The Blue Ridge Ski Council and Banchi Outdoor Adventures, owned by Joe Ferrara, put together this four-day adventure to what the Vermonters call the Northeast Kingdom. Tom Crockett was our trip captain. Nineteen club members attended, and there were about eighty participants from several different mid-Atlantic ski clubs. It took most of us 14 hours to get there. Some by driving with an overnight stop, and others braving the marathon bus drive or a cozy endurance car ride with your favorite people for company.
When we arrived on Sunday, Jay Peak was about 50 degrees warm and the parking lot could have served the spa as a mud bath. And drat the luck, our ski week fell between major snowfalls, with 36 inches falling the week before, and 22 inches that fell the day after we left. While we were there: meltdown, rain, blizzard, wind holds, broken chairlifts, subzero temperatures, and plenty of thin cover. But, finally, two days of what we skiers and boarders live for.
Monday: The Rain Day
Persistent precipitation presents problems to ski pants! We were all excited to be on the snow after our extended drive, and most of us took the morning ski tour done by a lone Jay Peak instructor and his buddy. The Tram and two other lifts were not working, which limited our terrain choices, and was also limited by the meltdown: many trails were roped off. By lunch, the consistent drizzle dampened everyone’s enthusiasm–and our ski apparel. The rain and warmish temperatures washed out a lot of coverage so we were left with rocks, solid ice floes, and mud on the groomers. Oh yeah, and sometimes it was hard to see where you were going. By early afternoon, many of us put up our skis and boards for the day.
That night, there was a BRSC gathering for an apres ski event with chips, dips, wine, beer, cheese, and a few prizes given out. No one in our club won the ugly skis or the useful ski rack. Figures.
Tuesday: The Blizzard Day
This picture of Kay and Terry taken right before they got on the slopes does not do justice to the wind and sub-zero cold that prevailed all day. Conditions were bad enough to make a few people apprehensive about the whole ski thing and wish they had stayed in bed. The Tram and the Flyer lift were on wind hold again so accessing the higher areas of the resort was a no go; same with the Jet lift: still broken. Okay, but it was so miserable down near the base that who in their right mind would want to go to the top? The snow fell mostly all day and was fortunately enough to cover most of the rocks, ice floes, and mud, as well as our ability to distinguish contours in the flat light. The best entertainment was on the well groomed blue slopes, which offered some great carving, and in the easy glades of Doe, Half-Moon and Quarter-Moon.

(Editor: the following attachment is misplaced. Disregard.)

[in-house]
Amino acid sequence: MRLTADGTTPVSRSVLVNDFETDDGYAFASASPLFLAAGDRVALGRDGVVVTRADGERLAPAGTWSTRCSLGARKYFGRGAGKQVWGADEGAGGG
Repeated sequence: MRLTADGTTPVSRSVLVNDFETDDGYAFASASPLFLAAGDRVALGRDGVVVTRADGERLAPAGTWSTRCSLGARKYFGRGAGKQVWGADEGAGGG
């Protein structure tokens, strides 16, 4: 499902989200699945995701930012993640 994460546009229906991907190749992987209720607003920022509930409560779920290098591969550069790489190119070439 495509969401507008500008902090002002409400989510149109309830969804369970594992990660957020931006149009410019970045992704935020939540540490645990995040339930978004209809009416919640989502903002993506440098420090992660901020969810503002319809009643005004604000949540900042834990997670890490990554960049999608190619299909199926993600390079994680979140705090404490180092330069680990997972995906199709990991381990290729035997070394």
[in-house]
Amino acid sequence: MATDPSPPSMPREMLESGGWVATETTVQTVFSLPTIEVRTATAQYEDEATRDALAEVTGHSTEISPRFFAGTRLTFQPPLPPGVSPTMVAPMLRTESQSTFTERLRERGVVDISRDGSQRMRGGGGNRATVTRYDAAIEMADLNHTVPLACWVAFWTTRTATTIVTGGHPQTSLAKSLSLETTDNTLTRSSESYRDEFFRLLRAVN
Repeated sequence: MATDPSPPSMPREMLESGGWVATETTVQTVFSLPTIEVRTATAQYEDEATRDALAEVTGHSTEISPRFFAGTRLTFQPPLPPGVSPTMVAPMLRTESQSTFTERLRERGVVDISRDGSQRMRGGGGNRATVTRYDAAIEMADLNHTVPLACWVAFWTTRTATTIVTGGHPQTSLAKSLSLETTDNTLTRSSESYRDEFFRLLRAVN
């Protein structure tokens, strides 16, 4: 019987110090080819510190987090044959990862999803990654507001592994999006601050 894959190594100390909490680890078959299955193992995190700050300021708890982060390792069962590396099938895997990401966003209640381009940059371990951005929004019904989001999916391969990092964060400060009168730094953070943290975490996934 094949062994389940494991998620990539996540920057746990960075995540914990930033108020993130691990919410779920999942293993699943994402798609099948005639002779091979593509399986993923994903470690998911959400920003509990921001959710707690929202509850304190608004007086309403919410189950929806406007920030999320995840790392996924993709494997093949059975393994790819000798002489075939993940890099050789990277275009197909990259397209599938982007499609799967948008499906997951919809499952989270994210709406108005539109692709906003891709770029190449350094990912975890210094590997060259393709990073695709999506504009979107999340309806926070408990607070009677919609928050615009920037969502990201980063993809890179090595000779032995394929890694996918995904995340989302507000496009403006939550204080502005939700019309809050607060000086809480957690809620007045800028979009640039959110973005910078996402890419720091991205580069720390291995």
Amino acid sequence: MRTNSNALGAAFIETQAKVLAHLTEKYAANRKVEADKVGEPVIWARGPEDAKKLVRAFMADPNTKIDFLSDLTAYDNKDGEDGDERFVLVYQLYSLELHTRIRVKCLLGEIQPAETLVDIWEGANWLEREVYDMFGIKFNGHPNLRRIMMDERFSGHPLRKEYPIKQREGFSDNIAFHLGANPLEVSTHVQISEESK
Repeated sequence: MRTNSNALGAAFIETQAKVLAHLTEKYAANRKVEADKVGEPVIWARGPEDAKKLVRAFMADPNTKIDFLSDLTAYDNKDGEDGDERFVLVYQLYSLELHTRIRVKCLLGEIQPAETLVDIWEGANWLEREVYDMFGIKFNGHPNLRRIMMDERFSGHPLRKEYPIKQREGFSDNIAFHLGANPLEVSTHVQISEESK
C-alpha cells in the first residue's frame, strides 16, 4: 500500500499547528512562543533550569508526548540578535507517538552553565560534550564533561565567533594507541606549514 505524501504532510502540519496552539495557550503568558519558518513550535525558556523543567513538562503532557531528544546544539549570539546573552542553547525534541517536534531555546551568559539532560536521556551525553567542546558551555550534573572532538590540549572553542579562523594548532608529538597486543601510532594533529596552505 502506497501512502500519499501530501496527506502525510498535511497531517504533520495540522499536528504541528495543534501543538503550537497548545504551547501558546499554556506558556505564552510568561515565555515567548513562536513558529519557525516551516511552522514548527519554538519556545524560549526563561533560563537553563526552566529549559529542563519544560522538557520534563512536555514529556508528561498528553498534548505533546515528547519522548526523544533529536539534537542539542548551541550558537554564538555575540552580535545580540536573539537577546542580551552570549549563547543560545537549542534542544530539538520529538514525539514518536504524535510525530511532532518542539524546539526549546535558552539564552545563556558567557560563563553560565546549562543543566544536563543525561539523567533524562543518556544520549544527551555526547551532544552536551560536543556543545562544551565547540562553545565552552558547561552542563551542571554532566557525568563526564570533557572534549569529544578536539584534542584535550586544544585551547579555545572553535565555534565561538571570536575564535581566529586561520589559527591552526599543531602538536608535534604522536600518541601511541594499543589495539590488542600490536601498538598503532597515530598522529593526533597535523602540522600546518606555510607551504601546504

Wednesday: The Almost Perfect Day
By this third day, most of the club members knew that 7:30 was when Howie’s opened for breakfast, and were hungry enough to be there early. Agnes went a step further and wore her bathrobe to the buffet breakfast. What did we eat: scrambled eggs, a variety of breakfast meat, and pancakes. Every day.
The Flyer lift and the Tram opened. We had access to the top of the peak! The sun came out! The wind and freezing temperatures went away. While less than six inches of snow had fallen from the previous day, it made a huge difference on the groomers and in the glades. Most of us skied and rode all day.
Thursday: The Great Last Day
The Tram was open; the Jet lift was open! All the lifts were open! It wasn’t cold! We got group photos from the top of the Tram! The Jet lift finally gave us access to the awesome, scary blacks and more glades. Miso Hungry was finally open too: an old tram car near the base of Tramside that was converted to a ramen kiosk which served a variety of delicious ramen for lunch.
Did we set a record for number of PSCers on a tram? I count in this photo seven, including me who took the picture. Big Sky has a tram to the top of Lone Peak. Think we can break the record next year, huh?
That evening, the final gathering with heavy hors d'oeuvres and more raffle gifts, where about half of us won t-shirts, except for Agnes, who got a bright red button down shirt.
Many thanks to those who attended and bore the long miles on the road with courage and decorum. The next eastern carnival will be at Whiteface at Lake Placid, with Banchi offering this trip through the BRSC. It’ll be just as long of a drive, but worth it to ski with such good friends.